Why so sad?

Recently I was subjected to two hours of pathetic drivel….

Otherwise known as a Nicholas Sparks movie.

Not just any Nicholas Sparks movie: “The Best of Me,” which given its’ lack of substance and abundance of stereotypes, is probably the worst of him.

It’s not in particular that I object to sad movies – I recognize the need for conflict in fiction, both written and visual, and I recognize that sometimes unfortunate things happen to characters to drive the plot forward. But there is a difference, in my mind, between watching a character deal with tragedy and watching a stereotype undergo endless sad shit.

I can almost hear the writer’s mind clicking away, like some sadness-measuring ticker tape. Thoughts whispered in a quiet, evil voice, almost reminiscent of Voldemort, in my mind, “His life isn’t quite pathetic or sad enough…. Let’s give the redneck father a shotgun and a mullet…”

Aside from the obvious, ridiculous stereotypes, the poorly-written dialogue, the non-existent plot…. Actually, scratch that – there is nothing aside from those.

What particularly bothers me about these kinds of movies…. These Lifetime-esque, one-of-them-always-dies-in-the-end overwrought tragedies, is that they are the lowest denizens of what are frequently labeled “Women’s Movies.” And quite frankly, when it comes to women’s movies, considering the dearth of movies made for women, there isn’t far to fall.

There are several things about this movie that I find blatantly offensive (aside from the obvious stereotypes, the poor writing and the inane characters – I feel I’ve already covered those sufficiently). And hopefully you’ll stay with me, dear reader, while I discuss them.

This movie’s existence does not bother me… If someone wants to watch sappy, romantic drivel, they have every right to. What bothers me is that this movie is a place holder…. Money and time and skill were invested in this film (someone had to cater craft services, right?).

And these are all things that could’ve gone to a much more deserving film. I’m sure that there are female screenwriters, directors, etc. with a much more valuable story to tell. And I wince when I think of the resources squandered on this piece of shit when the resources could’ve been used to tell an interesting, well-written (and dare I say… possibly beautiful?) story. Which begs the question…

Why aren’t we, as a society, investing in women who want to tell their stories?

And the absence of women’s voices in their own stories disturbs me. Why is Nicholas Sparks telling this story? If this is, in fact, a ‘woman’s’ movie, why isn’t a woman telling the story? What entitles a male voice over a female one, particularly in this sappy, female-centric genre? Is it because a woman would give the female protagonist more backbone? Maybe because a female writer would shudder at the cheesy dialogue he forces out of his characters’ mouths?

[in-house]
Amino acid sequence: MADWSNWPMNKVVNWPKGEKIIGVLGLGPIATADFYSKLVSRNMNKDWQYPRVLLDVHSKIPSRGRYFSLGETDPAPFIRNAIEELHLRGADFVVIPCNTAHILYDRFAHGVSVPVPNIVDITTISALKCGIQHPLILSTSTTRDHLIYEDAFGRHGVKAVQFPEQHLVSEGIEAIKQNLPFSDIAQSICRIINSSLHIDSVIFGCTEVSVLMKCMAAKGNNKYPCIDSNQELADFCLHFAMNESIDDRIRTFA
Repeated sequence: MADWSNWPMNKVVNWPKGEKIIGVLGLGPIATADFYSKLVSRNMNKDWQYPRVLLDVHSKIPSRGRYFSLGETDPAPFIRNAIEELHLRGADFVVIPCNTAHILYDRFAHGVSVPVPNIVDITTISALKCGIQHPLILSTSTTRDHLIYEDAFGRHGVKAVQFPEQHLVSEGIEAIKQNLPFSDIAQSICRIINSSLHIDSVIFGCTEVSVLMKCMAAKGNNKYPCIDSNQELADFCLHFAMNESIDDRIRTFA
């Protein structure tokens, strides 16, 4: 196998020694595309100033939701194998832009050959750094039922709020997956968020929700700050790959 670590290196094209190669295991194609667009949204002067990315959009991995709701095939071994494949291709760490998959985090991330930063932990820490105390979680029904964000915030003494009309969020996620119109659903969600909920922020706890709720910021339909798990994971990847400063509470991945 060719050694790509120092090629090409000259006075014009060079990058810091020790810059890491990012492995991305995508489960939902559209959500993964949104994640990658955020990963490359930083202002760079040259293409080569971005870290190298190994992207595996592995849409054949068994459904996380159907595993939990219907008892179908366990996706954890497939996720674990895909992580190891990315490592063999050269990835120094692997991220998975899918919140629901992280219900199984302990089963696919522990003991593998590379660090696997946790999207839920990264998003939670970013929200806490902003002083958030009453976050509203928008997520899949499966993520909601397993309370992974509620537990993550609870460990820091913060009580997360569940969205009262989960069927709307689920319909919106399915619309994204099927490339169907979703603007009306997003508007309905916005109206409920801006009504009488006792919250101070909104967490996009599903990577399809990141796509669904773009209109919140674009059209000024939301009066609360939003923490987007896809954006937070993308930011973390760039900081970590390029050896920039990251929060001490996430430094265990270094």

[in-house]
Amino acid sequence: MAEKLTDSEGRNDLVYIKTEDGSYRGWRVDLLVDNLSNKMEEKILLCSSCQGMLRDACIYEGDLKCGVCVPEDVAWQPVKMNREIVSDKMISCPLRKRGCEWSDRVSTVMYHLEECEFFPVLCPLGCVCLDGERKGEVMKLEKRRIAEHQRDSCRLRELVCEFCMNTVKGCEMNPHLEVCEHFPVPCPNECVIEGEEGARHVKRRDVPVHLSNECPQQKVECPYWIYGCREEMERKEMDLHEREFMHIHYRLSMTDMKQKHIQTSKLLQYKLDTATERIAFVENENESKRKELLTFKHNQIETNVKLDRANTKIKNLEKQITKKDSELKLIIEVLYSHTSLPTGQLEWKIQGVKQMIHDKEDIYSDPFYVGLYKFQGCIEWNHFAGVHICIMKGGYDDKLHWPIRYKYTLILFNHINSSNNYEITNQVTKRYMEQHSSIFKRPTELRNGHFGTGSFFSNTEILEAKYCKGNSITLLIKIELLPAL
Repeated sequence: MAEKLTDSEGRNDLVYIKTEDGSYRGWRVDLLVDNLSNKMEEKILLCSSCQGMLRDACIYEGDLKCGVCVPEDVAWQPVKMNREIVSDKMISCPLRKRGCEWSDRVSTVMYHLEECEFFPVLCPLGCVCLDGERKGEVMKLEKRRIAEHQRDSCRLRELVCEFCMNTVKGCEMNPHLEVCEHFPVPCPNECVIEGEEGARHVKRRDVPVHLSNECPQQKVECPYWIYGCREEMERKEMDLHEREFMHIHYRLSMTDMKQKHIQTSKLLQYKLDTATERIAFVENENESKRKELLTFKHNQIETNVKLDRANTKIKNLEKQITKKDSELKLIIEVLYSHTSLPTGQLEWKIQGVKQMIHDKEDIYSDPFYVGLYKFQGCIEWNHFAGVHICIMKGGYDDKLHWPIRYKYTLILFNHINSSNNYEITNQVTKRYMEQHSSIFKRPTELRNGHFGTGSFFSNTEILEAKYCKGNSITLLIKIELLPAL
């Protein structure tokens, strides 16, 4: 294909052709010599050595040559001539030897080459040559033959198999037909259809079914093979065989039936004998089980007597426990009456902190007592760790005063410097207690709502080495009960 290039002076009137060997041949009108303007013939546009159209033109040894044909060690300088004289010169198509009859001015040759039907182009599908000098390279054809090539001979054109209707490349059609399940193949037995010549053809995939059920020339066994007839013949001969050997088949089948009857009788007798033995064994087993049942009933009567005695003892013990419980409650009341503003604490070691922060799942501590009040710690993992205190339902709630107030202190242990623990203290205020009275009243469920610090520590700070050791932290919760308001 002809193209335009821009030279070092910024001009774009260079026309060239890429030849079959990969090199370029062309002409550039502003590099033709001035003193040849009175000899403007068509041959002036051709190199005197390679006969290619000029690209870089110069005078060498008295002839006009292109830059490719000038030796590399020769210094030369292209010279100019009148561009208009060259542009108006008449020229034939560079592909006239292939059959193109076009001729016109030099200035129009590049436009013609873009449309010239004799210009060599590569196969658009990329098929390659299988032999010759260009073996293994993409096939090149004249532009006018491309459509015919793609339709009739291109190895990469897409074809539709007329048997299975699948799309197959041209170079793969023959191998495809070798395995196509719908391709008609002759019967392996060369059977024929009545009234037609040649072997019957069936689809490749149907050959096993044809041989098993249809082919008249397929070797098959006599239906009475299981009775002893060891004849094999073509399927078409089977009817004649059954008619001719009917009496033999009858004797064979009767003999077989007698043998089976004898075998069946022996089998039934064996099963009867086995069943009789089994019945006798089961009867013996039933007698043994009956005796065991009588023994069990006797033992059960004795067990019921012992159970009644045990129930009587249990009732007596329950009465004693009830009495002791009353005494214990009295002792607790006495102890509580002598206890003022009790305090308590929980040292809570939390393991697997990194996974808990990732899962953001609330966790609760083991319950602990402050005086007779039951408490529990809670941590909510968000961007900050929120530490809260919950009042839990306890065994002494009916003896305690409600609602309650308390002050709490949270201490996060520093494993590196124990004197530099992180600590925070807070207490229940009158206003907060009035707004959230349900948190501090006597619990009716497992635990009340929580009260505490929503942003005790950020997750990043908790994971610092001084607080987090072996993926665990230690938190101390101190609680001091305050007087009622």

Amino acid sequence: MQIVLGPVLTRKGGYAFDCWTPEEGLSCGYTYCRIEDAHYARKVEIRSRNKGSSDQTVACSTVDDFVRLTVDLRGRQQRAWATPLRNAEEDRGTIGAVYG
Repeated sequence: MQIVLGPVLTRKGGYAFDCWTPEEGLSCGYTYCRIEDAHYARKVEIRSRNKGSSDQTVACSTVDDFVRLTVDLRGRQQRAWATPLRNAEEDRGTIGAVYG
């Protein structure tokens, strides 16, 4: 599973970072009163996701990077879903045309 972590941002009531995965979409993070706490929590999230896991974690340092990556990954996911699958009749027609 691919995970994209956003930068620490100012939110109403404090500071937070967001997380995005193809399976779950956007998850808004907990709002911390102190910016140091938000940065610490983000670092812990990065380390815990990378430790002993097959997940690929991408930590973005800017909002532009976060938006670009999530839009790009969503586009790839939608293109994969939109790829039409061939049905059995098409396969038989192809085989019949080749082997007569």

Possibly not… I suppose there are as many bad female writers as there are male writers. I just wish that a female writer had been given a chance.

It bothers me, not necessarily that this is a women’s movie, but that this is basically all there is to women’s movies – that when people think of a “Women’s movies” or “Chick Flicks” or….. (pick your term), that this sort of shallow, flimsy movie is what they think of.

Not that there aren’t good women’s movies…. I have a particular fondness for Mrs. Pettigrew Lives for a Day and I thoroughly enjoyed Arranged. But good movies that represent women realistically are few and far between. And when you do find a good, enjoyable one, you feel as though you’ve stumbled on a diamond in a sea of garbage… as though you’ve finally found the needle in the haystack.

And I don’t think it should feel that way. I’m certain that there are female writers who are excited to tell their stories – to tell, realistic, believable (or even unbelievable), moving, beautiful stories. It bothers me that drivel like this gets a voice and that real women get short shrift.

I’ve heard, in the past, that there isn’t an audience for ‘women’s movies,’ or at least that is the current Hollywood mythos (slowly changing, but still in need of help). Very few movies are made for women, and even fewer big-budget movies.

And in large part, I think that’s because we need to redefine what a women’s movie is.

Yes, Nicholas Sparks’ movies are ‘women’s’ movies. But that’s only because, realistically speaking, we don’t have any better options. We watch the movies that are being made, because we don’t have a choice… And if stories worth telling aren’t being told, we’ll never see them.

If we could decide, as a society, that women’s stories are worth telling – that women’s narratives are worth listening to, without them being dismissed as ‘just for women’ or ‘just for girls’ …. If we could decide to listen to women’s narratives, as told by women, without dismissing them as ‘just’ or ‘less than’… then I think we’d all be a lot better off.

I know that all of this has already been said, in a more succinct and interesting way, by minds more eloquent and better educated than mine, but I guess this movie ‘sparked’ something in me. And I just wanted to put in my two cents.

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